You can easily motivate others and get yourself motivated too. For example: distribute dates for iftar at office, your colleagues will be happy and will feel that Ramadan is a month of giving. You could also use this moment  to tell them about Allah and Islam.

6. A Coin Might Equal a House in Paradise

“The likeness of those who spend their wealth in the way of Allah is as the likeness of a grain (of corn); it grows seven ears, and each ear has a hundred grains. Allah gives manifold increase to whom He wills, and Allah is All-Sufficient for His creatures’ needs, All-Knower. [Qur’an: Chapter 2, Verse 261]

The example set by the Prophet Muhammad(pbuh) teaches us to be as generous as possible. We are also encouraged to give alms as a way to earn the pleasure of Allah, averting calamities and and to cure ailments. There was an incident from the recent past regarding a woman who was diagnosed with renal failure. Dialysis stopped showing positive results and she was recommended to undergo a kidney transplant. Another poor woman came to the hospital to donate her kidney, but was crying a lot. They asked her why she was crying. She said she was donating her kidney because she was too poor and couldn’t find any work and her kids were going hungry. The sick woman paid the poor woman the total amount for the kidney without actually taking the kidney. A day after that, when the doctors examined the sick woman, they found her 100% healthy. Subhan Allah!

7. Love Technology? Tune It Out and Reconnect with Ramadan!

A lot of today’s youth are addicted to technology; they might spend 20 hours per day playing video games or surfing the net. But Ramadan is to remember Allah and share the happiness with your family, friends and community as well.

In Egypt, the youth keep themselves busy with social projects in Ramadan. One such task is called the  “Ramadan Bag”. Each youth contributes some money and they buy dry rations like rice, sugar, oil etc. Each product is packed and then put into bags, and then distributed to the poor across the country.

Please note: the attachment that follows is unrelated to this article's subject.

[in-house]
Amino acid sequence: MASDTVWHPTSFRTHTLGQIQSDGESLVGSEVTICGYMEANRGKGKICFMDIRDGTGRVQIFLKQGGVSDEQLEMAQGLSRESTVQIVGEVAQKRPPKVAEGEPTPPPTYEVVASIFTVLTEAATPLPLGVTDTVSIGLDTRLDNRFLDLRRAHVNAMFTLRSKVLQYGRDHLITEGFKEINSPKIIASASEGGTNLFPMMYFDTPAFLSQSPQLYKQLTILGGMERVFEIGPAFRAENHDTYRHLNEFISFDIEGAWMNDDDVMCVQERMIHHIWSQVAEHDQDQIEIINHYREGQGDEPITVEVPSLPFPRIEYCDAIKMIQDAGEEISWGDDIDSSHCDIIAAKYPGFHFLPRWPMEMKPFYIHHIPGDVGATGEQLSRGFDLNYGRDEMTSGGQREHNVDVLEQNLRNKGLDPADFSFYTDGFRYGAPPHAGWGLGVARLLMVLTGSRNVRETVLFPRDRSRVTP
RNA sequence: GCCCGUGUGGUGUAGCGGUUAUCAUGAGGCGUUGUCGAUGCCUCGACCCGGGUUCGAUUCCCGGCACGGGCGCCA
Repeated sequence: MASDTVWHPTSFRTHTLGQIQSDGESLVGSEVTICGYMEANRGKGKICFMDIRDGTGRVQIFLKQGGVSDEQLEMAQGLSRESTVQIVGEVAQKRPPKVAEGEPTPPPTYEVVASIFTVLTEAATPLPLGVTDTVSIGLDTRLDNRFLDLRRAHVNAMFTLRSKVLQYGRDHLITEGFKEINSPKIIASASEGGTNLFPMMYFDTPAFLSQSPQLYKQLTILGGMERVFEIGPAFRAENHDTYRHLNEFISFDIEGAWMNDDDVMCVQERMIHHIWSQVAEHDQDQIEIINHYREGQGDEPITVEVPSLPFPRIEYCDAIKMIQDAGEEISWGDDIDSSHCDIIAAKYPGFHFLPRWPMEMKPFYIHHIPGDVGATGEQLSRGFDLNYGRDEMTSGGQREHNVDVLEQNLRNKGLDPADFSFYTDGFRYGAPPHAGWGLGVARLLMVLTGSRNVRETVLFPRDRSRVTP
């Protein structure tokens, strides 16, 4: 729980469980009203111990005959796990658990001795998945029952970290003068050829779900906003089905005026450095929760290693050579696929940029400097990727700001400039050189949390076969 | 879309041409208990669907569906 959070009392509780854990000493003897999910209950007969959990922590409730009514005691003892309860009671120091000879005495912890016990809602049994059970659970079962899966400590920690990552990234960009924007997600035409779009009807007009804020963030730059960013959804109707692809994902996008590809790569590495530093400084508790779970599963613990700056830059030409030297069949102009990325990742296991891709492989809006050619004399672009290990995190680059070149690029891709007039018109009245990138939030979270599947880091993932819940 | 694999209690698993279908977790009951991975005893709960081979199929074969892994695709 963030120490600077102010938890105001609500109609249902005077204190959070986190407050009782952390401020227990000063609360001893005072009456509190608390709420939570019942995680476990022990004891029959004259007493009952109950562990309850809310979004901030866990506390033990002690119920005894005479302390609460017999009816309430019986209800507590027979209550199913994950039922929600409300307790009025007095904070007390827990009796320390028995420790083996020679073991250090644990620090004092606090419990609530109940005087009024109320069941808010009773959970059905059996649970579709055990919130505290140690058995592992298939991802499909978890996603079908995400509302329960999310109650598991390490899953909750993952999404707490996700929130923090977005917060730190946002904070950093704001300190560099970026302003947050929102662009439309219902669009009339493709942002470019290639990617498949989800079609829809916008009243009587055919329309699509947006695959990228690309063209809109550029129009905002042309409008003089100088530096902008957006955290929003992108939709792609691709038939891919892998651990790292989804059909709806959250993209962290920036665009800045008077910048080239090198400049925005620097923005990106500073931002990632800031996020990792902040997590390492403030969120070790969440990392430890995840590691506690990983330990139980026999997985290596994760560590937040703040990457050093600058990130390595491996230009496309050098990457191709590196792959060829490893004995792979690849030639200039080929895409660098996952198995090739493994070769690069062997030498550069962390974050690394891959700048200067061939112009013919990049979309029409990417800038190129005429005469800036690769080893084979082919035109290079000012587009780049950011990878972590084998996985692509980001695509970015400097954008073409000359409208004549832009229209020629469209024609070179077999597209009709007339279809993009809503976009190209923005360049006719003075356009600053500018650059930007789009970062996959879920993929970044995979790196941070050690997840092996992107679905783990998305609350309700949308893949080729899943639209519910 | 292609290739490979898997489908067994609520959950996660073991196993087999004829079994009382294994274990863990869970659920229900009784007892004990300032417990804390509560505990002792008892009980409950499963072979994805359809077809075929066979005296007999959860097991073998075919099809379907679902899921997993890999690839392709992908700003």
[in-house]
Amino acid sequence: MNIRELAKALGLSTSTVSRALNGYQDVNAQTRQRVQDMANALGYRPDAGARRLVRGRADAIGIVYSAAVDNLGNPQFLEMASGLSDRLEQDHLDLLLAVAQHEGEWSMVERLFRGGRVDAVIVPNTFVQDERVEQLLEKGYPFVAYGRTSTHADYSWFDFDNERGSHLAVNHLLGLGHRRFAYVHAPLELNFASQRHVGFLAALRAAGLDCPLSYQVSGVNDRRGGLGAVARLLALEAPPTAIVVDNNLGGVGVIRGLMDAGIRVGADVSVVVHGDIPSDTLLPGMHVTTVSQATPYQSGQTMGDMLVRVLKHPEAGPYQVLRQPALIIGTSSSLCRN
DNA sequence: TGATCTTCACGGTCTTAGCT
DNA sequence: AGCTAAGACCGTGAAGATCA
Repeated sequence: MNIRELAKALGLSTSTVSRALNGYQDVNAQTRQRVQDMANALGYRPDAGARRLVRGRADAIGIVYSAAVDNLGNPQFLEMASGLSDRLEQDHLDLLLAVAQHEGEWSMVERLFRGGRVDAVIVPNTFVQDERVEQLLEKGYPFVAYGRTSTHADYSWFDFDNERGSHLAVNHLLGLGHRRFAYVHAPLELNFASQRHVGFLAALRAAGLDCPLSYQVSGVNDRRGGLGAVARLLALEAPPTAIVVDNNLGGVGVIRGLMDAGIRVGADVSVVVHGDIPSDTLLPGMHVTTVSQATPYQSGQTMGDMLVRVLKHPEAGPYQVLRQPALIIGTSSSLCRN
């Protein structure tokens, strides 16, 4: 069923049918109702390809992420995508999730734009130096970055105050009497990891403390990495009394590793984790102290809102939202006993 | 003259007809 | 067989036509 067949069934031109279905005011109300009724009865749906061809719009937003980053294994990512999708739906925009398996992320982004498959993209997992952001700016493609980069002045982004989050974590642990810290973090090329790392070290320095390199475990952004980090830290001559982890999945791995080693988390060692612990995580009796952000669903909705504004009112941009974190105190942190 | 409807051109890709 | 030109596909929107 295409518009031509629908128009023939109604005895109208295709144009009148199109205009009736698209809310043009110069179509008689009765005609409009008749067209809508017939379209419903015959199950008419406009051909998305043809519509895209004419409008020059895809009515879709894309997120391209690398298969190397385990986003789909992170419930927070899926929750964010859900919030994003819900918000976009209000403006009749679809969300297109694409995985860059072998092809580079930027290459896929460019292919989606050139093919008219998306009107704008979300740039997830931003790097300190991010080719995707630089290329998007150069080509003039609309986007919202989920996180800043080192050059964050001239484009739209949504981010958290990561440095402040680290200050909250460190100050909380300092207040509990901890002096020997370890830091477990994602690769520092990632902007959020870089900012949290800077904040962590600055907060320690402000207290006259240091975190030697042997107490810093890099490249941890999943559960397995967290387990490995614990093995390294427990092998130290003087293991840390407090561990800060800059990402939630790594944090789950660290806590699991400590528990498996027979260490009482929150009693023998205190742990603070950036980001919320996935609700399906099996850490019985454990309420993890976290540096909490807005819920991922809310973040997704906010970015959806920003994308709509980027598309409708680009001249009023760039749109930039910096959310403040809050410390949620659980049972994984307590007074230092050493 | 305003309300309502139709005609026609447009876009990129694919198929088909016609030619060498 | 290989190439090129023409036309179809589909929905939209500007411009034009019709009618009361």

8. Do some Da’wah

One of the most important things each one of us can do in Ramadan as a community, is to take advantage of questions from non-Muslims and  do da’wah about the virtues of fasting in Islam, and how it purifies a person’s soul. Da’wah or calling others to Islam is the best of deeds, because it involves guiding people to the straight path and to that which will bring them happiness in this world and in the Hereafter.

“And who is better in speech than he who [says: ‘My Lord is Allaah (believes in His Oneness),’ and then stands firm (acts upon His Order), and] invites (men) to Allah’s (Islamic Monotheism), and does righteous deeds, and says: ‘I am one of the Muslims.’” [Qur’an: Chapter 41, Verse 33].

If you do plan on doing da’wah (I hope so), you should know how to make da’wah. Allah says: “Say (O Muhammad): ‘This is my way; I invite unto Allah (i.e. to the Oneness of Allah — Islamic Monotheism) with sure knowledge, …” [Qur’an: Chapter 12, Verse 108]

Allah also says: “Invite (mankind, O Muhammad) to the way of your Lord (i.e. Islam) with wisdom (i.e. with the Divine Revelation and the Qur’an) and fair preaching, and argue with them in a way that is better. Truly, your Lord knows best who has gone astray from His path, and He is the Best Aware of those who are guided” [Qur’an: Chapter 16, Verse 125]

The Muslims must follow the example and guidance of their Prophet and call others to Islam, bearing insults and harm with patience for the sake of Allah, as their Messenger did.

“Indeed in the Messenger of Allah (Muhammad) you have a good example to follow for him who hopes for (the Meeting with) Allah and the Last Day, and remembers Allah much” [Qur’an: Chapter 33, Verse 21]